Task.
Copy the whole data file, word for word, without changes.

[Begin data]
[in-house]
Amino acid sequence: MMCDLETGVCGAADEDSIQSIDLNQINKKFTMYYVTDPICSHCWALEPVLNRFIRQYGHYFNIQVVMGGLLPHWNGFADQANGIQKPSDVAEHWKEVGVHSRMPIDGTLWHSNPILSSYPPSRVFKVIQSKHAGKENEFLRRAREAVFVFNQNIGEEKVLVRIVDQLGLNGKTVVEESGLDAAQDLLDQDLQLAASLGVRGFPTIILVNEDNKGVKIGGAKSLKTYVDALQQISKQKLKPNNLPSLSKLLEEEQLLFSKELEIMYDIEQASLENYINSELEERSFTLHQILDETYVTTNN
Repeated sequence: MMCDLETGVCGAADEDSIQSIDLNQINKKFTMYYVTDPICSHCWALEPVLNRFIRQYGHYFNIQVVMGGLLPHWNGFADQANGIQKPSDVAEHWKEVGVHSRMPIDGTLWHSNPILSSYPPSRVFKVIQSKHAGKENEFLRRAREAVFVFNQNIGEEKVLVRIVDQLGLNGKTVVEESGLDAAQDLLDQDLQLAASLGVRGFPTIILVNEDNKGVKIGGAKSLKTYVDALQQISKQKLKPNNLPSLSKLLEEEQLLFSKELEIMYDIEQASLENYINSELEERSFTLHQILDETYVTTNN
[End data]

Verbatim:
[in-house]
Amino acid sequence: MMCDLETGVCGAADEDSIQSIDLNQINKKFTMYYVTDPICSHCWALEPVLNRFIRQYGHYFNIQVVMGGLLPHWNGFADQANGIQKPSDVAEHWKEVGVHSRMPIDGTLWHSNPILSSYPPSRVFKVIQSKHAGKENEFLRRAREAVFVFNQNIGEEKVLVRIVDQLGLNGKTVVEESGLDAAQDLLDQDLQLAASLGVRGFPTIILVNEDNKGVKIGGAKSLKTYVDALQQISKQKLKPNNLPSLSKLLEEEQLLFSKELEIMYDIEQASLENYINSELEERSFTLHQILDETYVTTNN
Repeated sequence: MMCDLETGVCGAADEDSIQSIDLNQINKKFTMYYVTDPICSHCWALEPVLNRFIRQYGHYFNIQVVMGGLLPHWNGFADQANGIQKPSDVAEHWKEVGVHSRMPIDGTLWHSNPILSSYPPSRVFKVIQSKHAGKENEFLRRAREAVFVFNQNIGEEKVLVRIVDQLGLNGKTVVEESGLDAAQDLLDQDLQLAASLGVRGFPTIILVNEDNKGVKIGGAKSLKTYVDALQQISKQKLKPNNLPSLSKLLEEEQLLFSKELEIMYDIEQASLENYINSELEERSFTLHQILDETYVTTNN